In some ways, Jeremy Corbyn's election on Sept. 12 as the new leader of Britain's Labour Party is a sign of just how badly it was beaten in elections four months ago. Corbyn is an outspoken renegade, and he promises to take the party in an entirely new direction. While many critics say Labour won't be able to win a national election with Corbyn--he's far to the left of the party's mainstream--his supporters counter that more "moderate" candidates can't win because they stand for nothing. If you're going down, they say, go down fighting for something worth fighting for.
Support for fist shaking is surging across Europe, as voters abandon mainstream parties to heed authentically angry voices. On the left, the Syriza Party has led Greece into combat with Germany and E.U. institutions. On the right, France's National Front leads in polls. In the U.S., many Democrats have turned to socialist Bernie Sanders. The two leaders in the GOP race--Donald Trump and Ben Carson--have never held office.
Those who voted for Corbyn will now expect a sharp break with the party's centrist recent past. Will his supporters forgive him if he tones down his opposition to Britain's close U.S. ties or its nuclear deterrent? Or will Corbyn hold fast to his principles, no matter how disgruntled Labour MPs become? Which of those he's defied over the years will be first to revolt?
In the end it matters little, because there will never be a Prime Minister Corbyn. In the U.K., as in the U.S., populism bolsters party support but rarely wins national elections. It's a potent political weapon where economies are in trouble. But Britain isn't Greece, the only place in Europe where the far left has come to power. Prime Minister David Cameron can expect smooth sailing--if he can keep control of his Conservative Party.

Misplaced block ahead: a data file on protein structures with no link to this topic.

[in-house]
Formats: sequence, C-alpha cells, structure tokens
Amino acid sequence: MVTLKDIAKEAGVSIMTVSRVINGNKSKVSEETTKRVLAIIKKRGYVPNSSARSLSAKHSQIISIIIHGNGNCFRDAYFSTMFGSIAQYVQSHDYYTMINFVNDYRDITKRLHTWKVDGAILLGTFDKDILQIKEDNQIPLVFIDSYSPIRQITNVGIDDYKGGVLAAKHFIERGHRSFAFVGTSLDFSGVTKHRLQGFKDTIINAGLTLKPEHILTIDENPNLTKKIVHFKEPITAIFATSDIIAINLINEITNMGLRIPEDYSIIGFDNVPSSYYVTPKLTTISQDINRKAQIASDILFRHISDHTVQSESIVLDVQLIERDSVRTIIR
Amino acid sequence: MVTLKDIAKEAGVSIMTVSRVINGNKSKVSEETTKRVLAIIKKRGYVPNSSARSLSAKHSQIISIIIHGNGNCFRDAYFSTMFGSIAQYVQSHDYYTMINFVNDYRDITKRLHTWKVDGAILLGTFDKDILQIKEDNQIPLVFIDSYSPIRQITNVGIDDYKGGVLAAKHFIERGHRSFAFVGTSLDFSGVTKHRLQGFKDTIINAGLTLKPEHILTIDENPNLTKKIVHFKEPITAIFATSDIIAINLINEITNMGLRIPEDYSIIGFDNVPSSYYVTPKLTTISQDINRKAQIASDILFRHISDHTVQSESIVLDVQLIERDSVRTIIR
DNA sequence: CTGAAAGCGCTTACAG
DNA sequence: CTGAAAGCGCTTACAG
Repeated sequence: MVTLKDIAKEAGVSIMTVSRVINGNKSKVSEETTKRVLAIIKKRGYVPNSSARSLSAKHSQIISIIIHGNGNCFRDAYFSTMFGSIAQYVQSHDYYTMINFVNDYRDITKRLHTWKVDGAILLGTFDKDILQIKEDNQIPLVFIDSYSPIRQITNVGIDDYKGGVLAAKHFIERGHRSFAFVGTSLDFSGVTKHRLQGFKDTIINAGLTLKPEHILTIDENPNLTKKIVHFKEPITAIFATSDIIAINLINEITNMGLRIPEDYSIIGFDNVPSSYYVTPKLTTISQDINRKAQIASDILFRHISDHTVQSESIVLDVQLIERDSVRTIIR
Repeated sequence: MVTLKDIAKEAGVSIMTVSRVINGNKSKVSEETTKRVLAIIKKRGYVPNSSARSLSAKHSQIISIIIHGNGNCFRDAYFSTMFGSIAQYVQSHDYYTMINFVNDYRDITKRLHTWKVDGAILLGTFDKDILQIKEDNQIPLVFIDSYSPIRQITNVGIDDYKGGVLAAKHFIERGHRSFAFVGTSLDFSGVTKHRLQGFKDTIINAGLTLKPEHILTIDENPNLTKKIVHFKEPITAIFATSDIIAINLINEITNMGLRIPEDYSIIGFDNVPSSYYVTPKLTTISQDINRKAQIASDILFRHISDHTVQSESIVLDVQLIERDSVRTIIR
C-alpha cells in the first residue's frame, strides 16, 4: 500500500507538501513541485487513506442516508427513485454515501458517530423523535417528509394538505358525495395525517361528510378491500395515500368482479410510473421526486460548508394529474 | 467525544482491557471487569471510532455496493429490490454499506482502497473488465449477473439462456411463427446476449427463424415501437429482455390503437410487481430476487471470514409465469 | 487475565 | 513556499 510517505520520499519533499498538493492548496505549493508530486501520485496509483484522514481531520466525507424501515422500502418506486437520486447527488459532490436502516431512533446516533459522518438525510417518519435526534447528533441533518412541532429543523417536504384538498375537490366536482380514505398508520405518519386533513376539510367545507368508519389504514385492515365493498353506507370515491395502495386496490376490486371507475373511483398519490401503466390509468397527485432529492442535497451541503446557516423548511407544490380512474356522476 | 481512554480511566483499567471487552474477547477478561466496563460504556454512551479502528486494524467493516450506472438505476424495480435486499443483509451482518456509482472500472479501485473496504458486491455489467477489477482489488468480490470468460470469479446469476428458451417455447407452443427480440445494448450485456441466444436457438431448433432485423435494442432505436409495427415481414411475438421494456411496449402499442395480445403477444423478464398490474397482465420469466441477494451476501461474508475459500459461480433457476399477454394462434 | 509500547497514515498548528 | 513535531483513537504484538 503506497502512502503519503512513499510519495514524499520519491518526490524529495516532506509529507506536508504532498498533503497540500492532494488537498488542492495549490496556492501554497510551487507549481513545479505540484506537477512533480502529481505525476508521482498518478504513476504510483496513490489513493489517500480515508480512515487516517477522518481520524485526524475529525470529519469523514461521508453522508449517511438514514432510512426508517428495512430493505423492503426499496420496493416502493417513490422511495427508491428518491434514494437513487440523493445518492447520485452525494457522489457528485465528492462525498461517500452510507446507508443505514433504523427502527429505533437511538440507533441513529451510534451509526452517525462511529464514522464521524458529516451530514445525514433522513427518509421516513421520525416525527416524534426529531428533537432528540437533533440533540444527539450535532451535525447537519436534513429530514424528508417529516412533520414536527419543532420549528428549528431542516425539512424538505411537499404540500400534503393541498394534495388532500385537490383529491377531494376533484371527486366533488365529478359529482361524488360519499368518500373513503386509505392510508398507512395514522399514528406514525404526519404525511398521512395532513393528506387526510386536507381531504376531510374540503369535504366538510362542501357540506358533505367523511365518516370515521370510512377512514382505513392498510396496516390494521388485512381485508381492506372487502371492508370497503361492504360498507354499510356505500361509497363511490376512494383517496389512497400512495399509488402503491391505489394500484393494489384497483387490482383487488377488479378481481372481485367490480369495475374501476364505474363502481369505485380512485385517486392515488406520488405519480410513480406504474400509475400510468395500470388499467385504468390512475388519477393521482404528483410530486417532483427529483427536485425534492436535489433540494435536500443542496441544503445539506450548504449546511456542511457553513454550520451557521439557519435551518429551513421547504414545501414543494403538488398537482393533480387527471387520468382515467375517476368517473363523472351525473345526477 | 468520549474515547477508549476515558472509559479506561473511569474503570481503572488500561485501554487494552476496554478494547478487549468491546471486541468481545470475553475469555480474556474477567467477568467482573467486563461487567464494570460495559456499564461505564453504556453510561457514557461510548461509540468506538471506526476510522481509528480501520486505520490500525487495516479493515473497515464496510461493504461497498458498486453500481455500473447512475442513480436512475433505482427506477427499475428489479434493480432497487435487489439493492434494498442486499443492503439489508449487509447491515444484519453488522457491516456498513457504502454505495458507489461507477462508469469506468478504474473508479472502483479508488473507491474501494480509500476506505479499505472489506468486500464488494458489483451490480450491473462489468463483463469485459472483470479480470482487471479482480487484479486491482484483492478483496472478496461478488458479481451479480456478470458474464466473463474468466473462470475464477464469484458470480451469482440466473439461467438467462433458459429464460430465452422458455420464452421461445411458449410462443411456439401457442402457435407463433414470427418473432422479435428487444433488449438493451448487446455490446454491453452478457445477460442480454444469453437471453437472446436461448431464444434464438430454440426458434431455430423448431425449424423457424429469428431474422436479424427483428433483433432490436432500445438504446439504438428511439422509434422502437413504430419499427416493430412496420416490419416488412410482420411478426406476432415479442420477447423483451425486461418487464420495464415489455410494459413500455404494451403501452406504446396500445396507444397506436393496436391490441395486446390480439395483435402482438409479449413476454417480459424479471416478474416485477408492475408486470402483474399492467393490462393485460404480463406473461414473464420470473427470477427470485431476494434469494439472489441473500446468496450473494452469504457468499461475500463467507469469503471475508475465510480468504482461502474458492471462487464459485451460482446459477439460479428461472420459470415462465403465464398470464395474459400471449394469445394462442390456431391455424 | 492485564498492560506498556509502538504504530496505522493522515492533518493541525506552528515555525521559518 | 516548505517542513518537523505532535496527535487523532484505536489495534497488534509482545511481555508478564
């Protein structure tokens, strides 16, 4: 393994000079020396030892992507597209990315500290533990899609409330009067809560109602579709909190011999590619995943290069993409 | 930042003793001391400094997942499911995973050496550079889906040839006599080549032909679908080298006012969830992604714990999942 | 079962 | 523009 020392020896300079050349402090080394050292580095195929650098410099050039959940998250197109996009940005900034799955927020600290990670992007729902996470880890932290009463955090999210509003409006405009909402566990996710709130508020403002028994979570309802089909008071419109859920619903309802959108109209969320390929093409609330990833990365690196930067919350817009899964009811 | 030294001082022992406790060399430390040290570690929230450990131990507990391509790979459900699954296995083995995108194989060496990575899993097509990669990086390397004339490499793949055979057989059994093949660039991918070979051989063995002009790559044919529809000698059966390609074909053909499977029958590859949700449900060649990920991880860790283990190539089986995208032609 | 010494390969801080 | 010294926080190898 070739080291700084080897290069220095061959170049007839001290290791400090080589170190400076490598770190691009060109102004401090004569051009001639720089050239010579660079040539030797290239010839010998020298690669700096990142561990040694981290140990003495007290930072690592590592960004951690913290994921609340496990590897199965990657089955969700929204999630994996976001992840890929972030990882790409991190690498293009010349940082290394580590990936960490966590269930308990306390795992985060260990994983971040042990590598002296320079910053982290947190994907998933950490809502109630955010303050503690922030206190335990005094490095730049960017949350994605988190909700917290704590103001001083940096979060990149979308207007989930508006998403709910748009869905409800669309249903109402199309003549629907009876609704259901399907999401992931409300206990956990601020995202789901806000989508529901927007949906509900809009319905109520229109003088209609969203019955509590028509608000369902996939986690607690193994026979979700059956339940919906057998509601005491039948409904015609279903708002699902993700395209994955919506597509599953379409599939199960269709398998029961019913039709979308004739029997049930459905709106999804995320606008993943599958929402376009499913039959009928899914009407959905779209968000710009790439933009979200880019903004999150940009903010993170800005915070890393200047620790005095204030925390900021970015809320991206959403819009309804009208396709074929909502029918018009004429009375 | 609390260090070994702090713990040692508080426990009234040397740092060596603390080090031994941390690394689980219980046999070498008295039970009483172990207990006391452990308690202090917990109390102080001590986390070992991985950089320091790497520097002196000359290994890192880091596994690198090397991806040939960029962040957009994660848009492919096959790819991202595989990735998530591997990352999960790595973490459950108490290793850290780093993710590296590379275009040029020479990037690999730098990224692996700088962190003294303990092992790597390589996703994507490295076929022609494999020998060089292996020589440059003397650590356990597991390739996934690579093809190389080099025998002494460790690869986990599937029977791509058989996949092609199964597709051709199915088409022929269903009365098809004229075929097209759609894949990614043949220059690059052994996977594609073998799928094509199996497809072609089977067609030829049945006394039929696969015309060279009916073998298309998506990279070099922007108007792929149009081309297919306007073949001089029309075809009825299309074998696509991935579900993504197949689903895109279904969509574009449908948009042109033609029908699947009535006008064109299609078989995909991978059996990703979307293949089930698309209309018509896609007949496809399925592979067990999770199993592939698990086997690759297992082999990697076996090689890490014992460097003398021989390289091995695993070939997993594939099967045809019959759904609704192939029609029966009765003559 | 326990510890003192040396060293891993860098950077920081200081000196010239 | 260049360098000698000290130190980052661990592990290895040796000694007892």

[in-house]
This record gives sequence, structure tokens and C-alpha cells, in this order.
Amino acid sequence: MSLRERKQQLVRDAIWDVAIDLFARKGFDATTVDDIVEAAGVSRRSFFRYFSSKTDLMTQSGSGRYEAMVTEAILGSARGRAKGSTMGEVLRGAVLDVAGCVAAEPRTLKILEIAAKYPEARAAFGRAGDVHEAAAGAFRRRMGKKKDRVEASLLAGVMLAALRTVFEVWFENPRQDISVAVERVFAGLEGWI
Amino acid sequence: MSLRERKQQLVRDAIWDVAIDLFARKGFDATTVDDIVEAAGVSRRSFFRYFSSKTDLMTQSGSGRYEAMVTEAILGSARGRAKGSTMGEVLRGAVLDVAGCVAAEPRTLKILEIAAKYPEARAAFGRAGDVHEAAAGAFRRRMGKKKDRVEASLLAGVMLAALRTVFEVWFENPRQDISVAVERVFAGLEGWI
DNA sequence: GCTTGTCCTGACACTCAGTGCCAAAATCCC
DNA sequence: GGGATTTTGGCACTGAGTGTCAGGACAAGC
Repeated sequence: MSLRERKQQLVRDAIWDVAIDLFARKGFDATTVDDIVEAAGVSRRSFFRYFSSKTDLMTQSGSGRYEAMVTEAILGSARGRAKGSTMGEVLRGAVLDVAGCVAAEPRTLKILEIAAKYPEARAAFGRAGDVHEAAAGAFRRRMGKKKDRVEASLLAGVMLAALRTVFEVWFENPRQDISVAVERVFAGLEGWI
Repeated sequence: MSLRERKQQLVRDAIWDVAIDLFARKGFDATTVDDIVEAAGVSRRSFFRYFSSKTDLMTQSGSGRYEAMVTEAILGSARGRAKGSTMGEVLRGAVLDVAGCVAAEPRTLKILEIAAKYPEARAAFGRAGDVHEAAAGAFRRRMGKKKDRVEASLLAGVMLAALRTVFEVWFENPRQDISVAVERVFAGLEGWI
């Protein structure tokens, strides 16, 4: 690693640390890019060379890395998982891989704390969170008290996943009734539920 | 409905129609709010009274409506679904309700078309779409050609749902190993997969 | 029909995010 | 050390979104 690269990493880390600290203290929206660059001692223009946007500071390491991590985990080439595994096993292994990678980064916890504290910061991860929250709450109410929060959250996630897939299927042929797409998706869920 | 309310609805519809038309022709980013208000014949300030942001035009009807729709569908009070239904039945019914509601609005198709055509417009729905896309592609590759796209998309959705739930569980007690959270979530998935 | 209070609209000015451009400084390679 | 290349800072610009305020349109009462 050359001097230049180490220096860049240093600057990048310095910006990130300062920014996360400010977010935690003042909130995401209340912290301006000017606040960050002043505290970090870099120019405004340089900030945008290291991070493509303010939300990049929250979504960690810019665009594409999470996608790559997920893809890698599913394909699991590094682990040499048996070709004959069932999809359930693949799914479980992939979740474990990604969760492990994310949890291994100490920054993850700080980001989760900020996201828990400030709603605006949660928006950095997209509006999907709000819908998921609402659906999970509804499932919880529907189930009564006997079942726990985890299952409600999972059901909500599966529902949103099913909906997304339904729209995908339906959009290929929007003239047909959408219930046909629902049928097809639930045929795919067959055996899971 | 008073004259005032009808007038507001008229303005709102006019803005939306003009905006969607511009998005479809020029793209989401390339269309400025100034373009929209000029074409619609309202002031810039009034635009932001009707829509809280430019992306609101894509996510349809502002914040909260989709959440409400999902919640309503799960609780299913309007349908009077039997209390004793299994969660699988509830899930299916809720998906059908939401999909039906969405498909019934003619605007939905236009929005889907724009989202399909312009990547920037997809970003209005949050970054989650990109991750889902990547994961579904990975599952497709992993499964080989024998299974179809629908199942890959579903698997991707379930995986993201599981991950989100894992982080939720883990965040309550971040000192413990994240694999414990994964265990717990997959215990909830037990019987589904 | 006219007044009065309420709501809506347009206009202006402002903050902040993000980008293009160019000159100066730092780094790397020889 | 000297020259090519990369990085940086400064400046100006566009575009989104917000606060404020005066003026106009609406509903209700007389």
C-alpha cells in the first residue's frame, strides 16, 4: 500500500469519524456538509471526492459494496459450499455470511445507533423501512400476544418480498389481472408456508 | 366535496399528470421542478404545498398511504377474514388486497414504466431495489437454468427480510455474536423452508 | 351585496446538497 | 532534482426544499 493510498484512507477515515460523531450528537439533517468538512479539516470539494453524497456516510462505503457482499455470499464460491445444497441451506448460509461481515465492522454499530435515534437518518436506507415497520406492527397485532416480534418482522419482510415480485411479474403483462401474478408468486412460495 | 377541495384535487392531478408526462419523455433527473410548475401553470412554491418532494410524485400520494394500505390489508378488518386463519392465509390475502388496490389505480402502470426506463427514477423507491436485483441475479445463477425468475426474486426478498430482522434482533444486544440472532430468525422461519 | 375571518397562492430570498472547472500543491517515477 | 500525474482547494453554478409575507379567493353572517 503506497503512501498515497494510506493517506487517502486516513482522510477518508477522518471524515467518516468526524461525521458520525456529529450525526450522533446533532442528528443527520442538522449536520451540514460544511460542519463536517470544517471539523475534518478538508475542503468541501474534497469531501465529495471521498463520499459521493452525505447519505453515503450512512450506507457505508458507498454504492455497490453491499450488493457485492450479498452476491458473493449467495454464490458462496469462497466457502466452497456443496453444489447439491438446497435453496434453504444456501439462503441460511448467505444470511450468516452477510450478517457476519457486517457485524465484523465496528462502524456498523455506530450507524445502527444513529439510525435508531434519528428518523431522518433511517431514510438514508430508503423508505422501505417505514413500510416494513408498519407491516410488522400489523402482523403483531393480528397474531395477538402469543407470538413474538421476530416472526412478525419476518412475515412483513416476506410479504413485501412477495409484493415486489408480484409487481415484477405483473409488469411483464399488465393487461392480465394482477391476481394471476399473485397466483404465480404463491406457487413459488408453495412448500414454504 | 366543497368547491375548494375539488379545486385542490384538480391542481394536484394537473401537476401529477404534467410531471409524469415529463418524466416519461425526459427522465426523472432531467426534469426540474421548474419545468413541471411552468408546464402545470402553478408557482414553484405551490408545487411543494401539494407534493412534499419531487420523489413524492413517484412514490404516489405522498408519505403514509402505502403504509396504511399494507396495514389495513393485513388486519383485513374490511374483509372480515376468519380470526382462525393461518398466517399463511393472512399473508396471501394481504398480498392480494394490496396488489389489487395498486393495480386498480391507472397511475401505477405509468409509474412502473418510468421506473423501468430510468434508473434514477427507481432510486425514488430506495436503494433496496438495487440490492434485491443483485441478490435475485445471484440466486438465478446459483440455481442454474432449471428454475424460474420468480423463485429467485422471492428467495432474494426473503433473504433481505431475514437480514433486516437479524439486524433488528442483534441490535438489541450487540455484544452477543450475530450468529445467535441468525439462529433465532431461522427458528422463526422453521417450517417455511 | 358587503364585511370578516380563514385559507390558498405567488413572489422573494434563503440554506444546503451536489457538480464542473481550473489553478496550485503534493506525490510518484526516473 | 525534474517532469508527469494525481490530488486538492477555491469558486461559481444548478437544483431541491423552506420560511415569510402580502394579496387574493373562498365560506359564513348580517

But that might get a bit harder if Corbyn's victory means a surge in Euroskepticism on the left. Cameron expects, rightly, that a third of his party will support exit next year when Britain holds its referendum on continued membership in the E.U. He has always assumed he could count on Labour votes to ensure that Britain remains in Europe.
Corbyn, one of Britain's last remaining left-wing Euroskeptics, could call that assumption into question. He argues that the E.U. is driven mainly by corporate interests, with bureaucrats who care little for ordinary citizens. If Corbyn campaigns against E.U. membership and a larger-than-expected set of Labour MPs follow him, Cameron might have to campaign harder for the pro-E.U. line and twist arms within his party.
Britain's Prime Minister has so far avoided the populist backlash generating upheaval in Britain and elsewhere. He'll need to be nimble to keep it that way.